Guest Opinion: Divestment not worth the cost


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As an alumna of the University of Iowa, I was saddened to read Mia Arndt’s guest column calling for UI to divest from fossil fuels in order to “draw both public and political attention so that legislative measures will be taken to address the harm caused by climate change.”

In my mind, academic resources and access to education are not chips to be gambled away in a political campaign. But that’s what divestment threatens to do: sacrifice the endowment – and opportunities for students and faculty – in the name of making a political statement.

Arndt tries to argue that divesting the university’s endowment from fossil fuels would not shrink its returns, but that’s what happens when you eliminate a foundational sector of the economy from a portfolio. In fact, a new study, released recently by Professor Daniel Fischel of the University of Chicago Law School, shows that divestment would jeopardize university endowments: “Every bit of economic and quantitative evidence available to us today shows that the only entities punished under a fossil-fuel divestment regime are the schools actually doing the divesting.”

In his research, Professor Fischel compared the performance of portfolios that included energy stocks (“optimal”) with those that excluded them on an absolute basis (“divested”) over 50 years. He found that the “divested” portfolio lost roughly 70 basis points compared to the “optimal” one – for each and every year over the 50-year period. Because of this, he concludes, “A reduction in wealth of this magnitude could have a substantial impact on the ability of universities to achieve their goals, such as the research, services and scholarships that they offer.”

In 2013, UI devoted $8 million of its endowment to grants and scholarships.

Based on current tuition rates, $8 million would fund roughly almost 1,000 in-state, or almost 300 out-of-state scholarships. My time at UI shaped the way I view the world, and as a proud UI alumna, I would hate to see future students robbed of opportunities I was lucky and privileged to have experienced because divestment took scholarships away. As Professor Fischel writes, “Talk is cheap, but divestiture is not.”

While divestment would have a measurable impact on the endowment, divestment’s contribution to the fight against climate change is purely symbolic. The American Security Project, a center-left think tank based in Washington, D.C., wrote a report on divestment and concluded, “[T]he divestment movement is ineffective in stopping climate change because it cannot lower the demand of fossil fuels. … The irony of the divestment movement is that it does not serve as a viable option for slowing down the effects of human-caused climate change.”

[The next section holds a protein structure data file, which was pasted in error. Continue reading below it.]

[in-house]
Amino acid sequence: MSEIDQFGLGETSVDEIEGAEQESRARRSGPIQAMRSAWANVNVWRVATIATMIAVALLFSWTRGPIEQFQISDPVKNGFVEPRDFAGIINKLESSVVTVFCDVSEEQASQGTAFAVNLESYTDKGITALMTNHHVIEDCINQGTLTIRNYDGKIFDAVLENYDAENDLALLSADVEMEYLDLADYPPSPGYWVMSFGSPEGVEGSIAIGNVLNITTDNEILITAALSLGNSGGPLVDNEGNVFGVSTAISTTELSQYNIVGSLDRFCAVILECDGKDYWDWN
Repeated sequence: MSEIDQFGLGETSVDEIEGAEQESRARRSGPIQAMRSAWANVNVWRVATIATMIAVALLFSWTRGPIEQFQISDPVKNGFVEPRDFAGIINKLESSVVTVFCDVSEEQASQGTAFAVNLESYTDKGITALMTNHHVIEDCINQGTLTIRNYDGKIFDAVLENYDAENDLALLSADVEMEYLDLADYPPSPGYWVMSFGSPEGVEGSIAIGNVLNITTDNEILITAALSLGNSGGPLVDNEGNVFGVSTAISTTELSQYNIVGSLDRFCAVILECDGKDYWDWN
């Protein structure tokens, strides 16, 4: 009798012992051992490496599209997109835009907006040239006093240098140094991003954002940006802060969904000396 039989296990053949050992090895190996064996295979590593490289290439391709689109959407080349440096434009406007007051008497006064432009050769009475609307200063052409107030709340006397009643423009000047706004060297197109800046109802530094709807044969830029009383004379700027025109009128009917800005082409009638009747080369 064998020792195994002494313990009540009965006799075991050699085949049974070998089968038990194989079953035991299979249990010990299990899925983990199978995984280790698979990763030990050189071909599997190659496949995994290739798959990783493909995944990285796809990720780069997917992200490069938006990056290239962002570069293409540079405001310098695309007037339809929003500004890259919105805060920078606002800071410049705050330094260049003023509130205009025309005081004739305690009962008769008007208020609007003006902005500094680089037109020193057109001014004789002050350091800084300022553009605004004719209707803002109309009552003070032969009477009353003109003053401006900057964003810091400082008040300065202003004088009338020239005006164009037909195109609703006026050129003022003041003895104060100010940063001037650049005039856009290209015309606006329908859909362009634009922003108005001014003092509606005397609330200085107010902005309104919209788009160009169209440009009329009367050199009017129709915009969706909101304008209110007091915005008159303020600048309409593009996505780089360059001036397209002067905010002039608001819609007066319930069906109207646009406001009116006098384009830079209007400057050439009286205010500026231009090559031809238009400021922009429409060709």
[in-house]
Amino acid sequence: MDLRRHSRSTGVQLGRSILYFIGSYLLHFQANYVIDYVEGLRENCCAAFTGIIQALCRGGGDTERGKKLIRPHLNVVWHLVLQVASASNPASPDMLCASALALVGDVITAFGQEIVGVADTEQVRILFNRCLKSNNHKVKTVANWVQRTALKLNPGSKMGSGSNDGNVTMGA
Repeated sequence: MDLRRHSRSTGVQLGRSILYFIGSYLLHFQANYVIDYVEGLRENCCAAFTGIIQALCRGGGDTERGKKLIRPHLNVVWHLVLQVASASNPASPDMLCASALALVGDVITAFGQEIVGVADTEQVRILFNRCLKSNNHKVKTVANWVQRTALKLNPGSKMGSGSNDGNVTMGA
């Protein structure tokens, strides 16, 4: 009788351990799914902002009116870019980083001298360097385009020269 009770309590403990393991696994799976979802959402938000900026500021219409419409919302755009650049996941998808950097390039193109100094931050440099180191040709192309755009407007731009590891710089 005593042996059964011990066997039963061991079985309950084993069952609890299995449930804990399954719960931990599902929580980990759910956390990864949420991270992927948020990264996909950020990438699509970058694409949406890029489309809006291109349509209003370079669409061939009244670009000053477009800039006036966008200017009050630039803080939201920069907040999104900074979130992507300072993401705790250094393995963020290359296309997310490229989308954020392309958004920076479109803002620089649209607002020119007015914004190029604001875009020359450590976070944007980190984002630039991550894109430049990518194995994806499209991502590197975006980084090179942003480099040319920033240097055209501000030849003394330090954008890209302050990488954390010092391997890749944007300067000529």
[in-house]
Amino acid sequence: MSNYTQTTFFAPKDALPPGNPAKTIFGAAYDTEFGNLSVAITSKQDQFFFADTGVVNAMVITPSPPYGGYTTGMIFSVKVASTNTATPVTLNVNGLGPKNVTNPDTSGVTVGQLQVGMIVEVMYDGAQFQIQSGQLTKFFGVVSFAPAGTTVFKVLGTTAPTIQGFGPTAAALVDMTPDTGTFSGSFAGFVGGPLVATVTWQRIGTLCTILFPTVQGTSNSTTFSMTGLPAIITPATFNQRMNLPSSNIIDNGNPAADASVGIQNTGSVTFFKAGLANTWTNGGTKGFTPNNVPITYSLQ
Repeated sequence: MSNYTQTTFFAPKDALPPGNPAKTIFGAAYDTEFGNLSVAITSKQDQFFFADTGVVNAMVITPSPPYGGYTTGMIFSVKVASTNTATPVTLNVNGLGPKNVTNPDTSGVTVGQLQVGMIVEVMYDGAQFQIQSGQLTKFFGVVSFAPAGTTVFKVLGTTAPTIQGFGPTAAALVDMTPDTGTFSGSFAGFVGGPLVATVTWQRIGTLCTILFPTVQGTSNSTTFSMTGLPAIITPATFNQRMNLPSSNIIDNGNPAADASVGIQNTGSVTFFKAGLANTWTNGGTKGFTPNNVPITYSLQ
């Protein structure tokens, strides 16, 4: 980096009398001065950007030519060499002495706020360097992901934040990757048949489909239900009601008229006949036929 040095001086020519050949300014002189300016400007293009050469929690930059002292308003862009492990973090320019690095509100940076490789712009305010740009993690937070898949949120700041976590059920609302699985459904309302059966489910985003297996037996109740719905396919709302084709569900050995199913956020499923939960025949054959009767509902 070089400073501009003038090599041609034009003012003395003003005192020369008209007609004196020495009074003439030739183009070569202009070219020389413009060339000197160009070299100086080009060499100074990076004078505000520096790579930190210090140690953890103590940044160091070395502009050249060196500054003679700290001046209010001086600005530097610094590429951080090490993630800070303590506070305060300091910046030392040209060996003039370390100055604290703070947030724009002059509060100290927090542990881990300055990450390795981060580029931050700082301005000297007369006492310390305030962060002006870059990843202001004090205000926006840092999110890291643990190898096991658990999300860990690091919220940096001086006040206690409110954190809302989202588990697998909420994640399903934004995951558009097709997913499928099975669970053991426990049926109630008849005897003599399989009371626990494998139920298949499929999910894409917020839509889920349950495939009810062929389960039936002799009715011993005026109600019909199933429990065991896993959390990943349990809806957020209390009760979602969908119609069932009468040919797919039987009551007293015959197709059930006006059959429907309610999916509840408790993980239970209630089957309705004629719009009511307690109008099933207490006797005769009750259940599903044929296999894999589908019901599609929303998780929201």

For these reasons, a long list of institutions, including Harvard, University of Oregon, and University of Tennessee, have unequivocally rejected divestment.

Harvard President Drew Faust wrote, “The endowment is a resource, not an instrument to impel social or political change.” University of Oregon’s Board of Trustees wrote, “The Foundation carefully stewards the endowment to provide stable funding support for the students, faculty, and staff that make up the UO community.” University of Tennessee’s treasurer wrote, “Last year, 90 percent of the endowment’s payout went to supportive scholarships, instruction, and research. Eliminating a broad segment of the market from investment could hinder future funding of these endeavors.”

To these voices, I add my full support. You see, I believe that education is critical to making the world a better place, and my version of a “healthier and more sustainable world” involves expanding access to education to include everyone, especially those least able to afford it now. In this world, the doors to academic institutions like UI would be open for students of all backgrounds. Divestment threatens to shut these doors and turn these students away – because that’s the cost of making a political statement. Is it worth it?

Courtney (Kolb) Loper '07, based in Denver, is Senior Director at FTI Consulting, a global business advisory firm. In the interest of full disclosure, Professor Daniel Fischel is employed by Compass Lexecon, a subsidiary of FTI Consulting.

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